Partnering to Save Caribbean Birds

Outreach materials used by BirdsCaribbean to raise awareness of endemic birds.

Zoo New England’s second new international partnership is with BirdsCaribbean, a nonprofit with a long history of promoting the study, protection, and appreciation of birds in the Caribbean islands. The islands themselves are not terribly large, but they are home to incredible biodiversity. The Caribbean plays host to more than 700 different bird species every year (more than twice what we see here in New England) and of those, more than 100 species are endemic to a single island and found nowhere else in the world. These rare treasures could disappear forever if they are not protected.

The endemic birds are incredible, but another crucial feature of the Caribbean is its importance to migratory birds. The Caribbean lies on the Atlantic Flyway, which is like a superhighway for birds that spend the summer in North America but need to fly farther south for the winter. A combination of favorable winds, good rest stops, and terrain like the Appalachian mountains that provide natural updrafts funnel millions of birds every year along the exact same migratory routes.

A map showing North America in green and slender purple arrows tracing routes to and along the Atlantic coast heading south across the Gulf of Mexico and Caribbean to Central and South America.
Birds converge on just a few coastal routes from all throughout eastern North America as they fly south. Image credit:

Migration is a difficult, dangerous, and exhausting time for birds – they must leave the territories they know so well to fly across hundreds or thousands of miles of unknown territory, all on the fat reserves they have managed to put on after the breeding season. Good rest stops with safe places to sleep, plenty of food, and clean water are essential for birds, and the Caribbean islands are such oases amidst the inhospitable salt water of the Atlantic ocean. 

Birds migrating through the Caribbean are hoping to find food, shelter, and safety, but they face many threats. Development that destroys critical forests and wetlands deprives the birds of the food they need to safely complete their journeys. Hunting for feathers, meat, and the caged bird trade denies them the opportunity to rest safely and regain their strength. Scientists and concerned residents are doing their best to study and protect the birds, which oftentimes involves banding them. “Banding” (or “ringing” in other parts of the world) involves putting a small, lightweight metal bracelet with a unique ID number on wild birds.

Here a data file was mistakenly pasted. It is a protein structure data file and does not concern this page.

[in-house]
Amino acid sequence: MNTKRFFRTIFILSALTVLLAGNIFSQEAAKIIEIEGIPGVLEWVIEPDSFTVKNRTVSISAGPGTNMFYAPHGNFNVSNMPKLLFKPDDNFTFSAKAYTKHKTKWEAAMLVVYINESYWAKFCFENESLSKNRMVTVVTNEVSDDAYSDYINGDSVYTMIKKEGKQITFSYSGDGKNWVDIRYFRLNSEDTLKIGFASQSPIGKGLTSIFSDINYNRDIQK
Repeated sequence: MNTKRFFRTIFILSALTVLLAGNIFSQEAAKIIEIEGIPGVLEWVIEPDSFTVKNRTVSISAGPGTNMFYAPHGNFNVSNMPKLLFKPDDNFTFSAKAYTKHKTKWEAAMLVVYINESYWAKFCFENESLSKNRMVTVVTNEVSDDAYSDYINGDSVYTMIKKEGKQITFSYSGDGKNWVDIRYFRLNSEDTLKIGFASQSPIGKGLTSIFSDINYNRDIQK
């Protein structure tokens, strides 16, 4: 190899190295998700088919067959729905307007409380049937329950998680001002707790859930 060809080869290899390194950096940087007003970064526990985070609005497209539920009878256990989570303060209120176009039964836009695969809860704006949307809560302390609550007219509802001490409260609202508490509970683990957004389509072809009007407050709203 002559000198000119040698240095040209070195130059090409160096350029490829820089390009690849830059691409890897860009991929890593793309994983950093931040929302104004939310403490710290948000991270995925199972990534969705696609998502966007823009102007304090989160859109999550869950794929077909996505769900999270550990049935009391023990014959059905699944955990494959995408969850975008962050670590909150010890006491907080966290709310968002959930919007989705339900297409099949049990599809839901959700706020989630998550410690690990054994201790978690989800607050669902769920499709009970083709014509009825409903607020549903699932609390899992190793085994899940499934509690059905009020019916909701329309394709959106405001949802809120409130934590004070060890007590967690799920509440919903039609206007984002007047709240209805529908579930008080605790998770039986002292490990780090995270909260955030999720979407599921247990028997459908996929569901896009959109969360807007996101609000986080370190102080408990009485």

A chain of bird bands created by BirdsCaribbean with individual numbers and contact information. Photo credit: Holly Garrod

If the birds are caught again somewhere else, the bracelet identifies the individual and tells us something about how and where birds move, their survival from year to year, and more. However, this only works if there is some central database or authority that keeps track of all the banded birds and their unique numbers, so that anyone who finds a banded bird can report it. In the USA, the U.S. Geological Survey (USGS) administers the federal bird banding program. The Caribbean, however, includes thirteen independent countries and has no such central organizer. 

BirdsCaribbean aims to change that. Their Landbird Monitoring Program is training Caribbean residents to set up and maintain their own bird banding and monitoring schemes, and assisting them in creating a central data repository for all that bird information. As always with BirdsCaribbean programs, the central focus is on building confidence and capacity among Caribbean residents to take action for conservation in their own communities.

A woman with dark skin and braided hair wearing a white headband and long-sleeve shirt holds a gray bird in her hand as she gently blows on its belly to part its feathers.
BirdsCaribbean workshop participant Zoya Buckmire of Grenada learns to assess the fat reserves and molt of a red-legged thrush using a classic technique to gently part the bird’s feathers: blowing on them! Photo credit: Holly Garrod

BirdsCaribbean is also funding the construction of new towers for the MOTUS bird monitoring network – a special series of detectors that can record the passage of migrating birds who are carrying a certain transmitter tag. Zoo New England has already funded one MOTUS tower here in Massachusetts, and supporting BirdsCaribbean’s Landbird Monitoring Program is a perfect way to connect the birds’ summer habitat here in Massachusetts with their migration stopovers and wintering grounds in the Caribbean.